A powerful 8.0 magnitude earthquake struck Wednesday off the Solomon Islands in the western Pacific Ocean and generated a “potentially destructive” tsunami, the U.S. Geological Survey said.
It occurred at 3:12 p.m. Tuesday Hawaii time, KHON reported.
The quake occurred at a depth nearly 3.6 miles (5.8 km) close to the Santa Cruz Islands, which are part of the Solomon Islands nation, according to the USGS. This was later revised to a much deeper 17 miles (28.7 km).
The epicenter of the quake occurred 347 km east of Kira Kira in the Solomons, Reuters added.
A three-foot wave hit the island of Lata, and One News of New Zealand quoted the director of nursing at Lata Hospital, Augustine Bilve, saying some villages have been destroyed by the tsunami.
"According to the information I have there are three villages close to Lata, but it's more likely that other villages along the coast of Santa Cruz would also be affected."
He says hundreds of people live in the villages. "So far we don't have any casualty yet but it might be too early due to transport difficulties."
One News also reported that coastal schools have been closed in Fiji, and that people in Kiribati, which is barely above sea level, have evacuated to a stadium.
Lesser tsunami waves also hit Papua New Guinea and Vanuatu.
Police in the small town of Kira Kira, on San Christobal Island in the Solomons, told Reuters they felt the quake, but there were no reports of any damage from the quake or a tsunami.
"We felt the shock. We have warned people to get to higher ground," said officer Samuel Tora.
A tsunami warning was issued by the Pacific Tsunami Warning Center in Hawaii for the Solomon Islands, Vanuatu, Nauru, Papua New Guinea, Tuvalu, New Caledonia, Kosrae, Fiji, Kiribati, and Wallis and Futuna Islands. A tsunami watch was issued for Australia, New Zealand and Indonesia.
The center canceled all watches and warnings two and half hours later.
In Honiara, the Solomons capital, the warning prompted residents to flee for higher ground, the Associated Press reported.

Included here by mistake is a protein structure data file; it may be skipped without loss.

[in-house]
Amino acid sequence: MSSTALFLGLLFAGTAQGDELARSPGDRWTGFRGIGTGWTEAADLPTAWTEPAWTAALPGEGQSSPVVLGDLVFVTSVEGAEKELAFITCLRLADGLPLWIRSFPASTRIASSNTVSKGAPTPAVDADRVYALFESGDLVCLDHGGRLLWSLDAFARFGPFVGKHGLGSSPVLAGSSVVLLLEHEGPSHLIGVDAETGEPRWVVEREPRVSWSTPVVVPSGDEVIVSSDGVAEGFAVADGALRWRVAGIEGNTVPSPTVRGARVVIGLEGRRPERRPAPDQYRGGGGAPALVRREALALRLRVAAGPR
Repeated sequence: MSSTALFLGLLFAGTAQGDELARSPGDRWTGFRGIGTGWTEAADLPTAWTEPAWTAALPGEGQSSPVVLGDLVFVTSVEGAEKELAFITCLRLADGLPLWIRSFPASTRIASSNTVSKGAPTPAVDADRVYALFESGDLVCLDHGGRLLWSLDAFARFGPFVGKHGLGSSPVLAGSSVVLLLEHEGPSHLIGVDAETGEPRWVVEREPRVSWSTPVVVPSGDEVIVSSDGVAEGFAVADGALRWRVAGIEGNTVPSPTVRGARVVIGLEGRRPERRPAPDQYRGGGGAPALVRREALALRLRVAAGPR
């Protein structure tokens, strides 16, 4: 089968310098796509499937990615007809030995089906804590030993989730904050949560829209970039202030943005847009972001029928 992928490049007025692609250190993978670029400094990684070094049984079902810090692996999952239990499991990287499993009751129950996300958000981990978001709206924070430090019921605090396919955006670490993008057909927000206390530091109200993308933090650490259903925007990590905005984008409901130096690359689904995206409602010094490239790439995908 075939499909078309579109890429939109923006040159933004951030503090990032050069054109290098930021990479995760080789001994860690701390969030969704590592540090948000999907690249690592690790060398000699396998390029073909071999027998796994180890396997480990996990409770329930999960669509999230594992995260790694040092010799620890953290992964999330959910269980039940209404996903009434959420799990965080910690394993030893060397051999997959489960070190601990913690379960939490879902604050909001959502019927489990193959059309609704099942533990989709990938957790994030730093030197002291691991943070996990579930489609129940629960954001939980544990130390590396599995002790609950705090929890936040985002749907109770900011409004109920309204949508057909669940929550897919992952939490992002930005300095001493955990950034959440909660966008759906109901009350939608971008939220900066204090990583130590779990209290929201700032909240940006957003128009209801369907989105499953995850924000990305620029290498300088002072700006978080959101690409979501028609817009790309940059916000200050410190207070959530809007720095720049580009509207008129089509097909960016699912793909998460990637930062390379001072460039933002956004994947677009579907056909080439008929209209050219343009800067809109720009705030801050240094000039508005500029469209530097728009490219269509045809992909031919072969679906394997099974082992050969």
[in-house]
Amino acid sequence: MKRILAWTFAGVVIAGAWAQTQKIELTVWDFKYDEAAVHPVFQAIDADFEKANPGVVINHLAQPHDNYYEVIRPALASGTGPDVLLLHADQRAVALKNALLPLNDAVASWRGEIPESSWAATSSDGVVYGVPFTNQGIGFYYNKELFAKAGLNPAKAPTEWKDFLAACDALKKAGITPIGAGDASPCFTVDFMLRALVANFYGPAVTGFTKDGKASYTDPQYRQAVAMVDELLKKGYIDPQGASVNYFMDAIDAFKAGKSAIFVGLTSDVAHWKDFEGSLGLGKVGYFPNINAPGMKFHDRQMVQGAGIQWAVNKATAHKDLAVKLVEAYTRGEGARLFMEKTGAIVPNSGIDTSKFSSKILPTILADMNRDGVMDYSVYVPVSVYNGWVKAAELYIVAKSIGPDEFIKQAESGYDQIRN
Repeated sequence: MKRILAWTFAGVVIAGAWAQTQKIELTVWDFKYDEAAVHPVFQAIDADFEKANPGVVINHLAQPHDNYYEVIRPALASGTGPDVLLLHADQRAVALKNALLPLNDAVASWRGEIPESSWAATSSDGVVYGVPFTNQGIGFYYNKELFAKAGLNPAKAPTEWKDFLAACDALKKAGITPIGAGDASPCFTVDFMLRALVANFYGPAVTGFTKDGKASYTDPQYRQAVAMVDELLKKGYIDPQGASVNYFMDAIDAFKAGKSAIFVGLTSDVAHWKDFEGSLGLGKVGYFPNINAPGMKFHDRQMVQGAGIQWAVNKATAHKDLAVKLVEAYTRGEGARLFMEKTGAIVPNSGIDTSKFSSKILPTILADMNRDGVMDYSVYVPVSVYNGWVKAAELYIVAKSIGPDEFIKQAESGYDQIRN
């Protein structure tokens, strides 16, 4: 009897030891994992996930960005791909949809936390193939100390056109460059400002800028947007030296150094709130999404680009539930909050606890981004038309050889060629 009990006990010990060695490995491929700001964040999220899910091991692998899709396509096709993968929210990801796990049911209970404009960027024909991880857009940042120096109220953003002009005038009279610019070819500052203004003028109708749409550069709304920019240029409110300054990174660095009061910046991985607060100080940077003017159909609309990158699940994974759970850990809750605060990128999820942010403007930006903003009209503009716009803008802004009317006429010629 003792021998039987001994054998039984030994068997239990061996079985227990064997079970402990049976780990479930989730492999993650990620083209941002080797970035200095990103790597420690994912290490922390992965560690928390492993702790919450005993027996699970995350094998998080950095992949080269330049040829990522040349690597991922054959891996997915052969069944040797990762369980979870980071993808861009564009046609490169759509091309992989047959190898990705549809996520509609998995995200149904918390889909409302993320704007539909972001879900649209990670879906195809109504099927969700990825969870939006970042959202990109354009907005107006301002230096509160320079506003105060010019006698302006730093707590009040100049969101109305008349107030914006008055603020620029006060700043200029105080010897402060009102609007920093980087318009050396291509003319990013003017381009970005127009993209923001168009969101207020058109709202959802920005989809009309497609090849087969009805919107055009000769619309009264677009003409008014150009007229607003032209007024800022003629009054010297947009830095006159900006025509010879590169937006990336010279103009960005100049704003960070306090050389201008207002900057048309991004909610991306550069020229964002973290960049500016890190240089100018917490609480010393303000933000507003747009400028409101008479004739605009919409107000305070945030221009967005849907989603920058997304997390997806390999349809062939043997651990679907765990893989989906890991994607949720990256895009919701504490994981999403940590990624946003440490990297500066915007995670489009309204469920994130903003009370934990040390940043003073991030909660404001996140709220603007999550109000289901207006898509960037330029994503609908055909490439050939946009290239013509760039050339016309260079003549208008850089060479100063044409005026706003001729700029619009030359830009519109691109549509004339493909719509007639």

"People are still standing on the hills outside of Honiara just looking out over the water, trying to observe if there is a wave coming in," government spokesman George Herming said. So far, he had received no reports that a wave had been observed in Honiara.
Atenia Tahu, who works for the Solomon Islands Broadcasting Corp. in Honiara, said most people were remaining calm.
"People around the coast and in the capital are ringing in and trying to get information from us and the National Disaster Office and are slowly moving up to higher ground," Tahu said. "But panic? No, no, no, people are not panicking."
The Solomon Islands make up part of the Ring of Fire, the BBC noted. It is a zone of volcanic arcs and oceanic trenches that encircle the Pacific basin.
After the 8.0 earthquake occurred, there have been numerous aftershocks, the largest of which was measured at a 6.4 magnitude.
Before the powerful 8.0 quake, the region had reportedly been experiencing mini quakes in recent days.
"There was no immediate report of damages or any accidents," Herming told the Associated Press. "We've been hoping that reports will come in from the responsible authorities ... very soon."
The Solomons were hit by a devastating tsunami following an 8.1 magnitude quake in 2007. At least 50 people were killed and dozens left missing and more than 13 villages destroyed.
As news began to break, concerned Twitter users took to the social media site:
@RyanWesleySmith wrote, “#PrayForSPIslands as the Soloman Islands have just suffered an 8.0 earthquake sending a possible tsunami to the South Pacific Islands. RT!”